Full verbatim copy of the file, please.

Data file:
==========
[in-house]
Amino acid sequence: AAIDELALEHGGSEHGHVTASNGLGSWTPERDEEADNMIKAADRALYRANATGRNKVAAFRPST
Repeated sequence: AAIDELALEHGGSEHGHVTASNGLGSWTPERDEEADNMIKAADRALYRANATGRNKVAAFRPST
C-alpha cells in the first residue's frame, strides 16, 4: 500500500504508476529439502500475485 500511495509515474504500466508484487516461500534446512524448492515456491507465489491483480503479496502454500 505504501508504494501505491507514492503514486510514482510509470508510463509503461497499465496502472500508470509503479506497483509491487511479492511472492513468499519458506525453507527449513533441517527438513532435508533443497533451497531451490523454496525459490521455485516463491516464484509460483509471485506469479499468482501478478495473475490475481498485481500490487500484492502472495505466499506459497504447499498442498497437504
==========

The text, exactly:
[in-house]
Amino acid sequence: AAIDELALEHGGSEHGHVTASNGLGSWTPERDEEADNMIKAADRALYRANATGRNKVAAFRPST
Repeated sequence: AAIDELALEHGGSEHGHVTASNGLGSWTPERDEEADNMIKAADRALYRANATGRNKVAAFRPST
C-alpha cells in the first residue's frame, strides 16, 4: 500500500504508476529439502500475485 500511495509515474504500466508484487516461500534446512524448492515456491507465489491483480503479496502454500 505504501508504494501505491507514492503514486510514482510509470508510463509503461497499465496502472500508470509503479506497483509491487511479492511472492513468499519458506525453507527449513533441517527438513532435508533443497533451497531451490523454496525459490521455485516463491516464484509460483509471485506469479499468482501478478495473475490475481498485481500490487500484492502472495505466499506459497504447499498442498497437504